Below are the six biggest things that happened this weekend. And here are complete results from around the track world.
1. Off events continue to be the story
The last two weekends, non-standard records went down at various levels in the 300 and 1000 meters and were attempted in the 500. This weekend, 600-meter races were among the best performances at three different levels. UTEP freshman Emmanuel Korir set an indoor world best, running 1:14.97--the first time anyone has ever maintained sub-50 second 400 pace for 600 meters indoors. Rush Henrietta Sperry (NY) senior Sammy Watson ran 1:28.67 to break the high school girls record. And Ajee' Wilson ran 1:25.23 in New York, making her the second fastest American and sixth-fastest woman ever.
Gordon and I argued this week about whether these events are, in fact, good.
It's not an accident that great performances cluster after a breakthrough or that marathon times tend to cluster around round hour barriers. These times are arbitrary, and the reason that people break them in bunches is that running is incredibly mental. Alan Webb was the only high schooler to run a sub-4:00 mile between 1968 to 2010; someone in high school is probably going to break four every year now. (Two boys have done it each of the last two years, and Principe has six months to shave off less than a second.)
Obviously training and opportunities have improved for teenagers, but a huge factor in the flood of sub-4:00s is the realization that it's not impossible. It's just a time.
3. Grant Holloway continues his rampage through the NCAA
Two weeks after running a Division I-leading time in the 60 hurdles, the Florida freshman jumped 8.05 meters (26-5) to take the No. 1 spot in the long jump. According to the University of Florida, that makes Holloway and Ashton Eaton the only two men in the world since 1999 to break 7.75 in the hurdles and jump 8.05 or better indoors. (Also of note from Florida's crack research department: six true freshmen have gone farther than 8.00 indoors in the last 15 years; four of them did it for Florida.)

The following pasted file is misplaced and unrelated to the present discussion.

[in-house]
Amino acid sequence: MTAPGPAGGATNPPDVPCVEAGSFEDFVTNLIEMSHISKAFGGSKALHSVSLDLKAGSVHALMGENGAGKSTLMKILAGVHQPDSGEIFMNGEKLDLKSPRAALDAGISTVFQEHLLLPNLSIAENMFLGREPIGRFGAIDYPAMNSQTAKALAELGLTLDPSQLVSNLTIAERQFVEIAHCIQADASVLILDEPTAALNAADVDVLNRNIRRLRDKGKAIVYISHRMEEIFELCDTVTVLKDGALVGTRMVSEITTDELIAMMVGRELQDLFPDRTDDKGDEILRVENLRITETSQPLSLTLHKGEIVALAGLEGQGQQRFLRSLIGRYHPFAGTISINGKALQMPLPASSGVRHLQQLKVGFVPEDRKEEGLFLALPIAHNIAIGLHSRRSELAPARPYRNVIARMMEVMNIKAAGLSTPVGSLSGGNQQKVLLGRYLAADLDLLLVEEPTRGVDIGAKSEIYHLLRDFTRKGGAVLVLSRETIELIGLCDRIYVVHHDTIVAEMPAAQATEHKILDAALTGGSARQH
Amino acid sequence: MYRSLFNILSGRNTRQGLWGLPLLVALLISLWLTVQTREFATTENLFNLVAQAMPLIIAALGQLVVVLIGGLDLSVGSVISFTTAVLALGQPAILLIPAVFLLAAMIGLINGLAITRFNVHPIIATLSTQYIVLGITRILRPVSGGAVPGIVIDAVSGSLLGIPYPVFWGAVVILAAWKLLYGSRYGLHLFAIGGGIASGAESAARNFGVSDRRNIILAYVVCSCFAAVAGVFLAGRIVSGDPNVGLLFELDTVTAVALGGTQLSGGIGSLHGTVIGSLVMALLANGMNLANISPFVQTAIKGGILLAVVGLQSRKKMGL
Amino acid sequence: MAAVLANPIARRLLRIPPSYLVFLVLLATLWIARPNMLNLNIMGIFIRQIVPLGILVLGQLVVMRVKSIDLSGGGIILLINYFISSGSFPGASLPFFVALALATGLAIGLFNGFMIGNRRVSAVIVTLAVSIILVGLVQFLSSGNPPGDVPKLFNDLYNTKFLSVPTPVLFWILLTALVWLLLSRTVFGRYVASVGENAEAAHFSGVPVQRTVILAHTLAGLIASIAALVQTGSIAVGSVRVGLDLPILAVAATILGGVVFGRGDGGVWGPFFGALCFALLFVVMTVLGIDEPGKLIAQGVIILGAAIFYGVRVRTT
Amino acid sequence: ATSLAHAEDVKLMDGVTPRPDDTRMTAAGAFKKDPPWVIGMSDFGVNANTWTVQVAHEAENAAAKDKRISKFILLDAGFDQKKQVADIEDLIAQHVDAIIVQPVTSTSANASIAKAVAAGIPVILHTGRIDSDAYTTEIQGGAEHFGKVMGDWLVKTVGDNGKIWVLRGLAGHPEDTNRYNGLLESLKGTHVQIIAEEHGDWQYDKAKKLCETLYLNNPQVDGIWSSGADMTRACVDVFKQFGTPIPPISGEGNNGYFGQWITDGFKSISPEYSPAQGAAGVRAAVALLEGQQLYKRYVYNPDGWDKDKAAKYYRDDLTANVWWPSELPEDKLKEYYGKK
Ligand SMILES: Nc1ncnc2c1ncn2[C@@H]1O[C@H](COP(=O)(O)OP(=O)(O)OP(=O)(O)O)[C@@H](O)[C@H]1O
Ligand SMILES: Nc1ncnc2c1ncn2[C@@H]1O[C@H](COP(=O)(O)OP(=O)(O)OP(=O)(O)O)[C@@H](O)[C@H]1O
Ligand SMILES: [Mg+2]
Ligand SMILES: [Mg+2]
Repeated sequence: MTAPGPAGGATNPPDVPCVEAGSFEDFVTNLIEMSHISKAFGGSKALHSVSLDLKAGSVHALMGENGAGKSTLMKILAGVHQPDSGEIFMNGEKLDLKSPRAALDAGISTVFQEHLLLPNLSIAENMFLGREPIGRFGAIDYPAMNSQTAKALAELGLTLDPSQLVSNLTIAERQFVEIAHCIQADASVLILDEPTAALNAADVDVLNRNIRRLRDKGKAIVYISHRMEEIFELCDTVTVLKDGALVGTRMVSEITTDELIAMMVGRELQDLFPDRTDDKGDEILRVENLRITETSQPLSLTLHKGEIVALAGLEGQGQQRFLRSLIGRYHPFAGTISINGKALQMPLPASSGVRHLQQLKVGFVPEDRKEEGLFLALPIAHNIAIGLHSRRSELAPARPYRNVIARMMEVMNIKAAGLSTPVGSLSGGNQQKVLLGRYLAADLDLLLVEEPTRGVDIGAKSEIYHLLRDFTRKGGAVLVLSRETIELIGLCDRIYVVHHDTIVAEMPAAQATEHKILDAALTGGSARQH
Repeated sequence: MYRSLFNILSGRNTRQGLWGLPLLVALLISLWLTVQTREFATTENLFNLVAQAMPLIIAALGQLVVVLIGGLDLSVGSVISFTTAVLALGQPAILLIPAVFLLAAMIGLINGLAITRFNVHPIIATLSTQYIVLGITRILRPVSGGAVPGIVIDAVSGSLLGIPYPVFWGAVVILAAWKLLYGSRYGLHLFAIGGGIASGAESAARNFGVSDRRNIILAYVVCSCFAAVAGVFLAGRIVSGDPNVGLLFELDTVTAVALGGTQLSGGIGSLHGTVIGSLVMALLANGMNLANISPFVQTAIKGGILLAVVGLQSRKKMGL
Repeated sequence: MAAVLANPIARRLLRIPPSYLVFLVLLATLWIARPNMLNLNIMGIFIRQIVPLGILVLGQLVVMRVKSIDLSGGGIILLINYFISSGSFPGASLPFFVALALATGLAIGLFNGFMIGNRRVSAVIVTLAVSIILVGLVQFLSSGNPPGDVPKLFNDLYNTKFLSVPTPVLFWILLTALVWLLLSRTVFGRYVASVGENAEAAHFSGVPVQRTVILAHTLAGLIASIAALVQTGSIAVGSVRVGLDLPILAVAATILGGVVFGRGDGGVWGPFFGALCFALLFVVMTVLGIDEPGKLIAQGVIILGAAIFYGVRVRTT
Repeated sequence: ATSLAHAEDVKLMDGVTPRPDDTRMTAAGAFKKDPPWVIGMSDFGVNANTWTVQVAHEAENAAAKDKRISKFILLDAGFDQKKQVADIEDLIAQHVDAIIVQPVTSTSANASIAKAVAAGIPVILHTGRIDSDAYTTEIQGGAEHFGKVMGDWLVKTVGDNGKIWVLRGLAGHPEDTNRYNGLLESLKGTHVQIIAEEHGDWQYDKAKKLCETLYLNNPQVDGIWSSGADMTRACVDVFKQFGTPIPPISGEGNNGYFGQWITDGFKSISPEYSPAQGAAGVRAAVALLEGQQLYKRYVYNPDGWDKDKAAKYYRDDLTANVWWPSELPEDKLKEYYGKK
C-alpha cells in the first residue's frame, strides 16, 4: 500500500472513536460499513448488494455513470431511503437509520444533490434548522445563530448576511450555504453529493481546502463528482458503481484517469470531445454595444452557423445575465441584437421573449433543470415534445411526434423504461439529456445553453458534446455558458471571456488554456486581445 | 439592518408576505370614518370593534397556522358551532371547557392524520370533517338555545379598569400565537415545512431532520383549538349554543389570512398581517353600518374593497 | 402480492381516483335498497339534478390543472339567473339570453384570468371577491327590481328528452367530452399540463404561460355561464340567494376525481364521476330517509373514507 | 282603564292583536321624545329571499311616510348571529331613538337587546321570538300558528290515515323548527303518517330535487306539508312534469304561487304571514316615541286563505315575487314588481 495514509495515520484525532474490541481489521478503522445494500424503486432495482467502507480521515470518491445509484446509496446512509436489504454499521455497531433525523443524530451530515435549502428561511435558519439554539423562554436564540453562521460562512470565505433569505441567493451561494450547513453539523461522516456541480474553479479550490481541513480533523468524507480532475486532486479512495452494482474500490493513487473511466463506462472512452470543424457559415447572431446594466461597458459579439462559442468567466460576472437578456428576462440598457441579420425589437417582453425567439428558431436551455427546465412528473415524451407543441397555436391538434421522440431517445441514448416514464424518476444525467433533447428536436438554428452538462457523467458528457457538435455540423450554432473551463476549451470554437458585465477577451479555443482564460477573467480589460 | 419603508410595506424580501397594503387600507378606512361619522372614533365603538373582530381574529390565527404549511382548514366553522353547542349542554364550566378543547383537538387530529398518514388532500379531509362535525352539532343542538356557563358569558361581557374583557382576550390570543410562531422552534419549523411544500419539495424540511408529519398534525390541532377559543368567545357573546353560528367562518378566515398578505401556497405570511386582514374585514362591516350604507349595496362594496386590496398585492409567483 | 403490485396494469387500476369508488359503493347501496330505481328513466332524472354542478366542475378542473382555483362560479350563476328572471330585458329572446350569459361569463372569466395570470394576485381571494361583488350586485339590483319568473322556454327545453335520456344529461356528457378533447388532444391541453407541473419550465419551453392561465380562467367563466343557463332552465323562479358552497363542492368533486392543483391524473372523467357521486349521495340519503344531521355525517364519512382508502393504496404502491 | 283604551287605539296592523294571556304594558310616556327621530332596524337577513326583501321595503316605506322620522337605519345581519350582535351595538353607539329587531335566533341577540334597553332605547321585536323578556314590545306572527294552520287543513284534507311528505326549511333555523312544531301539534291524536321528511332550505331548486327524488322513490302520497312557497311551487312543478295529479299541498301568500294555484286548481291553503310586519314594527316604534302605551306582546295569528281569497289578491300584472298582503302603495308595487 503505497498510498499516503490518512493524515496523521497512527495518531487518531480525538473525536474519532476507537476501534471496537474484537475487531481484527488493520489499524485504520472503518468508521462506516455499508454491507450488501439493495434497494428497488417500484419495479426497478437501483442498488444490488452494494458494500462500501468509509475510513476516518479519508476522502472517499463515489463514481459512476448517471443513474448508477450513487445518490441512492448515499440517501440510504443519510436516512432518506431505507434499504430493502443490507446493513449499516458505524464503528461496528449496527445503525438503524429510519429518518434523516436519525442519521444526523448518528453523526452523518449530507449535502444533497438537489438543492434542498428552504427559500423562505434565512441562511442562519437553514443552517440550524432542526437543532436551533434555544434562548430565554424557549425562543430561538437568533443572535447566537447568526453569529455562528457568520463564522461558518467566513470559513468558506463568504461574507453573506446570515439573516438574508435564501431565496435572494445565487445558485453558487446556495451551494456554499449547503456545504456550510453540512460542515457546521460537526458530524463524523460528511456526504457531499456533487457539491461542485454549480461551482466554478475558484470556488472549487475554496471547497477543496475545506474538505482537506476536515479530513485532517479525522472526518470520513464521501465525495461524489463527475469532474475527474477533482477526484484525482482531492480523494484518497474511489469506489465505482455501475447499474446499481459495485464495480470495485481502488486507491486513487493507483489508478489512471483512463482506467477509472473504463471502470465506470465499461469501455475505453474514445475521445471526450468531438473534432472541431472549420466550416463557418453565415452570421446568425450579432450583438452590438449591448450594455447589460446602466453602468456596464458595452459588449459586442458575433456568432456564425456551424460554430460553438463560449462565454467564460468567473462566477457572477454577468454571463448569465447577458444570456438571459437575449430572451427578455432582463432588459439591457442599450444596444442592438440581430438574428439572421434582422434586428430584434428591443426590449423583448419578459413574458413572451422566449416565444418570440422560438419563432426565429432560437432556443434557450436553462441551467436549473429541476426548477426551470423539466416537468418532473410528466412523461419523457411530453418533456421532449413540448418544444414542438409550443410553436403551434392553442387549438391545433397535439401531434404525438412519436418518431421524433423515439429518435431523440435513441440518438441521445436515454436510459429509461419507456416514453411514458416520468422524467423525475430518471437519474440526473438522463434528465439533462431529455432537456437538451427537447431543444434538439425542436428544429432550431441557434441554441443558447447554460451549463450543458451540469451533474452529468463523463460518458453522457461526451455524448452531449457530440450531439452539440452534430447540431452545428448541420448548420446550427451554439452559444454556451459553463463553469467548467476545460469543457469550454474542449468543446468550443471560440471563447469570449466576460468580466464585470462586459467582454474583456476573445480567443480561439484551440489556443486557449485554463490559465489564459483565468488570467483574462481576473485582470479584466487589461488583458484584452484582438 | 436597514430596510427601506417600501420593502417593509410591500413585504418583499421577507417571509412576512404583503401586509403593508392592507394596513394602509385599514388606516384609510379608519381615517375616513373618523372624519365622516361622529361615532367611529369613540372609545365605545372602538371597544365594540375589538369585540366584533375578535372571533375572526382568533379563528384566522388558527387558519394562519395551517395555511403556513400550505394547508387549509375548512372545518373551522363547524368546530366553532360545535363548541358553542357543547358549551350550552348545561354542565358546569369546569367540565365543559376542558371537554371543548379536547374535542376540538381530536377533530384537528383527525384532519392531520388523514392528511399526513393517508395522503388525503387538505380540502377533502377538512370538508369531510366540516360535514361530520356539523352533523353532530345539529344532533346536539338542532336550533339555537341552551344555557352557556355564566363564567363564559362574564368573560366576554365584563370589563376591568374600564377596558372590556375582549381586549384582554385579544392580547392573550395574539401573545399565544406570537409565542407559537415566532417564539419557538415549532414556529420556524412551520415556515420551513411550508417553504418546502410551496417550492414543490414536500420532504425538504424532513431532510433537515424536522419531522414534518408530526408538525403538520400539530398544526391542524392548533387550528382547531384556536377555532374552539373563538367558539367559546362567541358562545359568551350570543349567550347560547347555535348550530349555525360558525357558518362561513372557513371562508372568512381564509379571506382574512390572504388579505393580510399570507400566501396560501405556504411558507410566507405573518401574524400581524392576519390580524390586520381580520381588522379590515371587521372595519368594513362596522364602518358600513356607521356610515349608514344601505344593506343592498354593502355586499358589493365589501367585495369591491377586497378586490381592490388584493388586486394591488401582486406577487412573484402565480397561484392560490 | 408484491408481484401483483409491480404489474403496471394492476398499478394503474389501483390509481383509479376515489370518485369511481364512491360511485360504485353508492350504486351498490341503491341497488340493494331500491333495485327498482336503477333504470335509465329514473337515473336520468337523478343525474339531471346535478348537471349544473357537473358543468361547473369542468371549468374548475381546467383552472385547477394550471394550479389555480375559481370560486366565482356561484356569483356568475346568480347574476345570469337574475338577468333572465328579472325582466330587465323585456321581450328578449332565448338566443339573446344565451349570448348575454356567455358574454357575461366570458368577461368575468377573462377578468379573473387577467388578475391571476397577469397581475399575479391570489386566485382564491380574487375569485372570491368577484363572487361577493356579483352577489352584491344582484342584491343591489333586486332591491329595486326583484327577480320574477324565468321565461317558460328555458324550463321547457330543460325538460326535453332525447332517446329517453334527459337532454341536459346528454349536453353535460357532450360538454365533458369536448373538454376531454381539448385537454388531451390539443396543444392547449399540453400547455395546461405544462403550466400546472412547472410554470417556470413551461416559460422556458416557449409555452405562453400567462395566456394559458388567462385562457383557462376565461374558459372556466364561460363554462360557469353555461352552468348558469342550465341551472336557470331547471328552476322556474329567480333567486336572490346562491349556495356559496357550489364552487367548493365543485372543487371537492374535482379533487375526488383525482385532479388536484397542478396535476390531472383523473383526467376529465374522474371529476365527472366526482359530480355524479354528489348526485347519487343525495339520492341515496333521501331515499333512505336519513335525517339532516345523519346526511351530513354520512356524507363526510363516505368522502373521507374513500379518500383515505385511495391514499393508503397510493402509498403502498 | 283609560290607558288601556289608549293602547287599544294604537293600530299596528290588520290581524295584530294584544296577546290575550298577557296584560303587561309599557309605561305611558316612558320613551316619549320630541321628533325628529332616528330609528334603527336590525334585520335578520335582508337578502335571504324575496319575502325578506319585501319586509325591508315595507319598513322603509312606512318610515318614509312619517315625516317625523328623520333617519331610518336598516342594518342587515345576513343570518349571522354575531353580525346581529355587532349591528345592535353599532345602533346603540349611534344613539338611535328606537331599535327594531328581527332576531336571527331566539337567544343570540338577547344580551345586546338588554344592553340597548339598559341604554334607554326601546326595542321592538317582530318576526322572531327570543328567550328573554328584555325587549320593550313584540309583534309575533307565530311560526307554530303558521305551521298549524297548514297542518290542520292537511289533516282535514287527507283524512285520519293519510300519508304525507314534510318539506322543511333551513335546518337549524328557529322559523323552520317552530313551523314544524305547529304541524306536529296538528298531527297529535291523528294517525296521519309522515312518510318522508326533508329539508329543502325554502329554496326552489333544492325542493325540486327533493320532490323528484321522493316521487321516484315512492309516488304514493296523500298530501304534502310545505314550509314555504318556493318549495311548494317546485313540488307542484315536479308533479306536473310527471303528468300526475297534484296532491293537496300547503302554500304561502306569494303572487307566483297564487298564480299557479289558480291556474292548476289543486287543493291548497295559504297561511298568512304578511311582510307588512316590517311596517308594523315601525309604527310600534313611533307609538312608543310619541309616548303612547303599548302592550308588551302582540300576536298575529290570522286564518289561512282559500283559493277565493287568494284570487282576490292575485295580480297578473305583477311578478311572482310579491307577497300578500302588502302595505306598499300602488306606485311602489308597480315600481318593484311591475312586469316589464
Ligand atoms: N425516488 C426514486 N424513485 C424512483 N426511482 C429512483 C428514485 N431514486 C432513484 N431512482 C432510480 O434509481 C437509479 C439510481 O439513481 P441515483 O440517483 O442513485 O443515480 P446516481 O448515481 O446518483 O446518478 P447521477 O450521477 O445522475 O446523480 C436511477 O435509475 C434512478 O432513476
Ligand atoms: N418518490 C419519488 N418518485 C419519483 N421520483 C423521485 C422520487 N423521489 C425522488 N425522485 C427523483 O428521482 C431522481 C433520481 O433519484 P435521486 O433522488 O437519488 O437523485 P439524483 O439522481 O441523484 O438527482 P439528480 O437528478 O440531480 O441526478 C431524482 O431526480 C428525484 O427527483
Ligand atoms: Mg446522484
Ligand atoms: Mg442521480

Holloway is the perfect collegiate athlete from a coach's perspective--not quite great enough in any one event to go pro early (at least not yet) but versatile enough to put up huge points at conference and NCAA meets.
4. Molly Seidel returns
Her 4:44 mile was unspectacular, but it was her first track race since sweeping the 5K and 3K at NCAA indoors last March. It's a far cry from the fitness she showed 10 months ago--an 8:57 3K is 4:46 1600m pace. Then again, Seidel, a pure distance runner, has never broken 4:40 in the mile. We'll see where she's at in longer races soon.
5. There's a new all-time great doping alibiCourtesy of Russian deputy prime minister Vitaly Mutko, who was defending women's hockey players who ended up with male DNA in their drug tests: "If you have sex five days before taking a doping test, they can find male DNA in you. If a female athlete undergoes a drug test within five days after the act, then the test will show that she has male hormones--and yet it evokes suspicions of her using different drugs. One [athlete] can kiss a girl who has taken a drug. A foreign [athlete] is reinstated based on this while a Russian is punished."
Mutko is referring to Canadian pole vaulter Shawn Barber, who was let off for a cocaine positive test after blaming it on a Craiglist encounter gone awry.
On one hand, if you squint really hard, sure. On the other, no, those are alt-facts, that's not how DNA works.
6. Gwen Jorgensen probably won't return to marathoning in 2017
Because she's pregnant. Congrats!